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Please pardon my ignorance, this may be a trivial question. I am fitting a simple linear model with interaction between a categorical predicator and a continuous predictor.

library(mice)
library(emmeans)

# Load dataset
data(nhanes)

# Complete case datasets
nhanes_cc <- nhanes[complete.cases(nhanes), ]

#fit linear model on complete case
fit_cc <- lm(chl ~ hyp*bmi, data = nhanes_cc)
summary(fit_cc)

Coefficients:
            Estimate Std. Error t value Pr(>|t|)
(Intercept) -153.528    771.386  -0.199    0.847
hyp          240.193    758.771   0.317    0.759
bmi           10.774     28.165   0.383    0.711
hyp:bmi       -7.172     27.682  -0.259    0.801

I like to understand the relation between hyp and bmi post model fit. I get different results when i use emmeans and emtrends

#emmeans interaction
#------------------------------------------------
> emmeans(fit_cc, pairwise ~ hyp|bmi  )
$emmeans
bmi = 26.5:
 hyp emmean   SE df lower.CL upper.CL
   1    182 14.9  9      148      216
   2    232 36.1  9      150      314

Confidence level used: 0.95 

$contrasts
bmi = 26.5:
 contrast    estimate   SE df t.ratio p.value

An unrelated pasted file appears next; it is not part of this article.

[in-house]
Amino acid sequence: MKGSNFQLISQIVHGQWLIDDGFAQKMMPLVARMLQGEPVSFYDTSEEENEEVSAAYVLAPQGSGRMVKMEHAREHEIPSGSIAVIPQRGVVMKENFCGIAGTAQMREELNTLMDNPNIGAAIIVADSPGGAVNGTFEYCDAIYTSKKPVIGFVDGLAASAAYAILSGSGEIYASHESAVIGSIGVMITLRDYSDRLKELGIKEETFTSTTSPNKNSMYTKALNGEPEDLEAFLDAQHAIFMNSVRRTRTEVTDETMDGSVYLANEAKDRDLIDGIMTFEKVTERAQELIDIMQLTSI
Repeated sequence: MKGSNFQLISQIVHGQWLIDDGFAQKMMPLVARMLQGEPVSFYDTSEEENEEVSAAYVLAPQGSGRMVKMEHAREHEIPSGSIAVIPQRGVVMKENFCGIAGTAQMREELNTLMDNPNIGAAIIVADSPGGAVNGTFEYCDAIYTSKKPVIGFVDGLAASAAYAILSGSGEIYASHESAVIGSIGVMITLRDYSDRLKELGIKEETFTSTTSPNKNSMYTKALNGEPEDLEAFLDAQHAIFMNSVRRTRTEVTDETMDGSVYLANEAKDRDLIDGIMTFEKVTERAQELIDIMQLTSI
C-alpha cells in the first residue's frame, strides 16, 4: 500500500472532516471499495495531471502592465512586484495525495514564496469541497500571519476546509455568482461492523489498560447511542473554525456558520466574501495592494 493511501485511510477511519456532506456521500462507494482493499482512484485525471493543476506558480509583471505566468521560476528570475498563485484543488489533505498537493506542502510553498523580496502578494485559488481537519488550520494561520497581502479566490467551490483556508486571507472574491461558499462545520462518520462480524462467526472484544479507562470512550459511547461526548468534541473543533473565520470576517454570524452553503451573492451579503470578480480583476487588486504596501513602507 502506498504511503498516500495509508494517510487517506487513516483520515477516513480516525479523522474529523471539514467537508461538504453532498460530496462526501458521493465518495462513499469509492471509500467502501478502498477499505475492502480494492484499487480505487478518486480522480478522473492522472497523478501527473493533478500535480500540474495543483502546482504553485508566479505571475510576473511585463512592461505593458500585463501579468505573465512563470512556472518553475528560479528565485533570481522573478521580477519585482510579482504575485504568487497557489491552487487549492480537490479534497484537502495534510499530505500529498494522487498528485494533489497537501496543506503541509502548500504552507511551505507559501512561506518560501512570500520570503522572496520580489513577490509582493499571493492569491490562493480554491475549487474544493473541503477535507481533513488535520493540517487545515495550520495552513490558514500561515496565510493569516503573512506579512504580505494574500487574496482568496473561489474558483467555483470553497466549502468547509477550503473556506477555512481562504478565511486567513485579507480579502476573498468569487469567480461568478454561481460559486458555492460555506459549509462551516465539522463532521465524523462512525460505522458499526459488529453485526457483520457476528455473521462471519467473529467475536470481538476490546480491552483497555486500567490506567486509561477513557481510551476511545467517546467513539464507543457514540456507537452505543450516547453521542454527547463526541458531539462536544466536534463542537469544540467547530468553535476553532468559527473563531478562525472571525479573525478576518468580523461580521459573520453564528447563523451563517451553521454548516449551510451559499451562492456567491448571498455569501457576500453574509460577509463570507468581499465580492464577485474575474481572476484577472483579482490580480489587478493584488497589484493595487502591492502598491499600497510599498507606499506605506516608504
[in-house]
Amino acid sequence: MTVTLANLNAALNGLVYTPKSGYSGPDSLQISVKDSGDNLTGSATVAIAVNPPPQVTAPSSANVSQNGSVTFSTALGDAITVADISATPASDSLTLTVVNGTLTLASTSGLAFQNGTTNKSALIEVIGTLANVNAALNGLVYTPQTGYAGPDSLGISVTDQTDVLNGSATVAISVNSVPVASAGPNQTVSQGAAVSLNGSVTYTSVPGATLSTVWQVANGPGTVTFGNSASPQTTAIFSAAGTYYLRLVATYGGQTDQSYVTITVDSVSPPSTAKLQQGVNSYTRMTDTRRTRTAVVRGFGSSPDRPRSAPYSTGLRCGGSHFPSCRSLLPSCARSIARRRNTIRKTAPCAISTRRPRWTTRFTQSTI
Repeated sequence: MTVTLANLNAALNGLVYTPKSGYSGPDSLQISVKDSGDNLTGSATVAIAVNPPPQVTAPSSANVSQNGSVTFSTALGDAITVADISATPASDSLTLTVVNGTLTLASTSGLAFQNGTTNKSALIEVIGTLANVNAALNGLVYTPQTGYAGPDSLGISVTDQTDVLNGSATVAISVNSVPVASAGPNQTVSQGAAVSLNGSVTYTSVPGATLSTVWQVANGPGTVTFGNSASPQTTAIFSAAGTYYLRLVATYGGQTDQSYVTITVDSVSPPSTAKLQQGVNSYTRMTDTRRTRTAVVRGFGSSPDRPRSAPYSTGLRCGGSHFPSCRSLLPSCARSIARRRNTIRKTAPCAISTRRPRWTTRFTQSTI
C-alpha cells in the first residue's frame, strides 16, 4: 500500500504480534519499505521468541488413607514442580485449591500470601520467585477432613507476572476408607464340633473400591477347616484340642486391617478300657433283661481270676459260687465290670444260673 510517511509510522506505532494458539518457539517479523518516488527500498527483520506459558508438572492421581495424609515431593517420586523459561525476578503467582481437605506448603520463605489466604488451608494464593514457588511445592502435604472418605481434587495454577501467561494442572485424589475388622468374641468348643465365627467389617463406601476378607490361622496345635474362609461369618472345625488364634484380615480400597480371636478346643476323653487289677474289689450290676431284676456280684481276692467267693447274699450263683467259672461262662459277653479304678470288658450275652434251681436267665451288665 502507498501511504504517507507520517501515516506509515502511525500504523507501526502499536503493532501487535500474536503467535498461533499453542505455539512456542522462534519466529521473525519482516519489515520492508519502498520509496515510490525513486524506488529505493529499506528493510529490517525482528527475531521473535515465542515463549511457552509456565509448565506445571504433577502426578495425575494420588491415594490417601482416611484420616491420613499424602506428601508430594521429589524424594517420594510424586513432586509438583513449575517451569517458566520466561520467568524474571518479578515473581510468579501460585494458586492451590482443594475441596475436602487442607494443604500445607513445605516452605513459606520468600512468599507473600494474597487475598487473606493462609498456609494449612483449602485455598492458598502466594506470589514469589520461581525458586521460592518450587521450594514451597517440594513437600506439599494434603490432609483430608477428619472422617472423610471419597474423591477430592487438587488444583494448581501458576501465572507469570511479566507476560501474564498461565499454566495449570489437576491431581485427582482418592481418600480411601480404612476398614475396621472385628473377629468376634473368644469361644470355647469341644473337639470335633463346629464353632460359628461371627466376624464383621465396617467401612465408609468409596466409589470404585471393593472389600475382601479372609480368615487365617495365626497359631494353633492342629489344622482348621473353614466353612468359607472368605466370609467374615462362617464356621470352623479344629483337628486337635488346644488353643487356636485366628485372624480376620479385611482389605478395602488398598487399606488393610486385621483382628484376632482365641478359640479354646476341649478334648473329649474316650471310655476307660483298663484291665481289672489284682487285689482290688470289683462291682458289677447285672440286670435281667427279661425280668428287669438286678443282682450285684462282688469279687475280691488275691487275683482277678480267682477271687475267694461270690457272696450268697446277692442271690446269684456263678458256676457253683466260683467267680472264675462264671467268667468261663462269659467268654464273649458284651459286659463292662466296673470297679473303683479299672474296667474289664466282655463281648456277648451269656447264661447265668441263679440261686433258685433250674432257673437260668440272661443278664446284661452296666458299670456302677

hyp1 - hyp2    -49.8 39.1  9  -1.275  0.2341

#emtrends interaction
#------------------------------------------------
> emtrends(fit_cc, pairwise ~ hyp, var = "bmi"  )
$emtrends
 hyp bmi.trend   SE df lower.CL upper.CL
   1      3.60  3.0  9    -3.18     10.4
   2     -3.57 27.5  9   -65.82     58.7

Confidence level used: 0.95 

$contrasts
 contrast    estimate   SE df t.ratio p.value
 hyp1 - hyp2     7.17 27.7  9   0.259  0.8014

I like to know what is the difference between these estimates from emmeans and emtrends. Thanks.

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1 Answer 1

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Emmeans emmeans / contrasts and emtrends answer to different questions. The

emmeans(fit_cc, pairwise ~ hyp|bmi  )

gives you the estimated marginal means of chl at hyp1 and hyp2 when bmi is controlled for (the "emmeans" part), as well as tests for differences between these means (this is the "contrast" part).

The

emtrends(fit_cc, pairwise ~ hyp, var = "bmi"  )

gives you the slope coefficients of bmi predicting chl separately for each level of hyp (the "emtrends" part), and the test of whether the two slopes are different from each other (the "contrast" part).

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    $\begingroup$ Thank you very much. This is very clear to me now. $\endgroup$
    – Science11
    Commented Aug 26, 2023 at 15:12

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